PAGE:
Australia's Mitchell Starc (left) celebrates the dismissal of India's captain Virat Kohli during the second day of the first Test in Pune.
Australia's Mitchell Starc (left) celebrates the dismissal of India's captain Virat Kohli during the second day of the first Test in Pune. Rajanish Kakade

Indian curators using mystery techniques to doctor pitch

CRICKET: Australia is bracing for a war of attrition in Bangalore after paranoid curators used a metal object, hessian bags, hoses and a mystery substance to try to take Mitchell Starc and Steve O'Keefe out of the second Test.

Embarrassed after the debacle in Pune, the BCCI appears hellbent on using any means necessary to manufacture conditions that will set up a brutal five-day battle in the hope it will favour the innate skills and home-ground knowledge of the embattled Indians.

In contrast to the crumbly dust bowl that disintegrated on the spot and played into Australia's hands in the first Test, the Bangalore centre square looks more like a green monster, but not one that will offer bounce and carry. Instead, it's a surface purposefully designed to try to silence reverse swing masters Starc and Josh Hazlewood.

India's plan is to pile on a mammoth first-innings total and then slowly grind its opponents into the dirt, meaning Australia's top order must go large and be the ones to pave the way to victory.

Curators resorted to cloak and dagger methods on Wednesday, driving a screwdriver into the middle of the pitch and using a mystery substance to try to close up cracks, before hastily covering the wicket up to conceal it from view.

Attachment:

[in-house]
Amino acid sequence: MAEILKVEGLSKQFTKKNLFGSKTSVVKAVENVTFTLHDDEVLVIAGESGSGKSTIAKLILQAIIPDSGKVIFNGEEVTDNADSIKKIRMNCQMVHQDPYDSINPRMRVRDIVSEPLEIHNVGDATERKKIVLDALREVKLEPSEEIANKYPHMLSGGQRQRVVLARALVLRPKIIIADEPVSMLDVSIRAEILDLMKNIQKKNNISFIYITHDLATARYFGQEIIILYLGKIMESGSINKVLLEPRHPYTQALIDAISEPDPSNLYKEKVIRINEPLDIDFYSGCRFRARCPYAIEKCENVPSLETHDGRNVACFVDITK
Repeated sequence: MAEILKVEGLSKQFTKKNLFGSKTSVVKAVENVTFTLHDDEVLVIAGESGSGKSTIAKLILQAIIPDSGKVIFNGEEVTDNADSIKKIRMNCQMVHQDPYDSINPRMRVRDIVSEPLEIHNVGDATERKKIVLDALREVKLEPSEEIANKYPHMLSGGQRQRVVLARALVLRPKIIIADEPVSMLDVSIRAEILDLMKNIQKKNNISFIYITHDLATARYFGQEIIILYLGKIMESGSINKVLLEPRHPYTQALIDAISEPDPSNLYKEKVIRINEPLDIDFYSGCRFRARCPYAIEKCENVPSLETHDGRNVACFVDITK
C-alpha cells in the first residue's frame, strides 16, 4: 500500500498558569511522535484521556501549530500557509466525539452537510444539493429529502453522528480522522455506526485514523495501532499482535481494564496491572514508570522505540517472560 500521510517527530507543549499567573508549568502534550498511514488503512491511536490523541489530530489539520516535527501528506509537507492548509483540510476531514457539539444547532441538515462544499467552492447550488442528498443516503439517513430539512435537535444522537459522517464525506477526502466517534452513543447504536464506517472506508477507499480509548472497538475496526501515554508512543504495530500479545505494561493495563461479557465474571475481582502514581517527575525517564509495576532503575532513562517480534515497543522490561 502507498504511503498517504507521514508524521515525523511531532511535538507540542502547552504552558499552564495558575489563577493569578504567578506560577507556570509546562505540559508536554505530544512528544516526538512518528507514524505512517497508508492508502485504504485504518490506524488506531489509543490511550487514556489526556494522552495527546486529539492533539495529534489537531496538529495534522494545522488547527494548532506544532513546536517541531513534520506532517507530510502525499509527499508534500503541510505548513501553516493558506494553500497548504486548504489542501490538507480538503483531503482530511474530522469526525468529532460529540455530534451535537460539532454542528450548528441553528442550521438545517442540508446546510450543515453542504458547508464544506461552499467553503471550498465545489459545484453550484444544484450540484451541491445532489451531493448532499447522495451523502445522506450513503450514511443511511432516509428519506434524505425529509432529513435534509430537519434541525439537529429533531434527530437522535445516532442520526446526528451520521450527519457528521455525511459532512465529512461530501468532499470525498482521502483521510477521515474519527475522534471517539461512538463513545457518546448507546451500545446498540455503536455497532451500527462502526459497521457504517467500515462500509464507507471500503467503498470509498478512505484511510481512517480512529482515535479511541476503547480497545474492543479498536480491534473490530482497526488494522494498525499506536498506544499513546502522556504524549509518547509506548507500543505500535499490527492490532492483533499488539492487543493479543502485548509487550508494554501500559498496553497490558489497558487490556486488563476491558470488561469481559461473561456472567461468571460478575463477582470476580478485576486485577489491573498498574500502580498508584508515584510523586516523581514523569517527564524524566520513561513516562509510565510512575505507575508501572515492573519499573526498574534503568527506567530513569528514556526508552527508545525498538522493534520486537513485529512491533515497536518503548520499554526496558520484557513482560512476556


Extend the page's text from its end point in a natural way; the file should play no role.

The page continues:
However, before the pitch went under covers, some noticeable bare patches were revealed, including one ominous spot outside off-stump to the left-hander, which appears custom made for Indian spinner Ravi Ashwin.

Miraculously for India, curators found a couple of hoses and watered the wicket and centre square generously in a bid to help it retain its moisture.

The wicket is dry but it will hold together for the long haul - explanation of why there's been nine draws in Bangalore from 21 Tests.

Starc was expecting an abrasive centre square lined with used wickets to offer extra help to make the ball reverse, but instead the middle was strikingly lush and green, meaning Australia will have to work extra hard to move the ball off the straight.

"There is probably going to be a couple of wickets on the square. When the ball gets into that off the bat it's going to create some rough sides on the ball," Starc said on Tuesday.

"That's going to create some rough sides on the ball so it's about looking after that shiny side for us.

"If it's not going to spin as much in Bangalore, we're going to have to make sure we're using that reverse swing."

In the past year, the entire Bangalore outfield has been dug up and replaced, making for a pristine outfield as green as Australia would ever see in India.

Australian captain Steve Smith felt the Pune minefield brought O'Keefe and Nathan Lyon right into the match because of the extreme turn created.

However, on a pitch that won't spin that much, O'Keefe and Lyon will have to work harder for their wickets, and there's a feeling from India that over the course of five days a tradesman like Ashwin will prevail.

Batting appears key.

"It could be a similar wicket to the England series (against India) where we saw big first-innings totals with 500-plus," Starc said.

"It's going to be important for our batters to make the most out of our first innings.

"We know the first innings are going to be huge now for the rest of the series."

News Corp Australia

Koala tree planting volunteers needed

Koala tree planting volunteers needed

Koala Tree Planting Day in Bangalow

Collective is never letting up

Collective is never letting up

Fighting against accommodation disruption

Parmas serve farmers

Parmas serve farmers

Remember to eat generously

Local Partners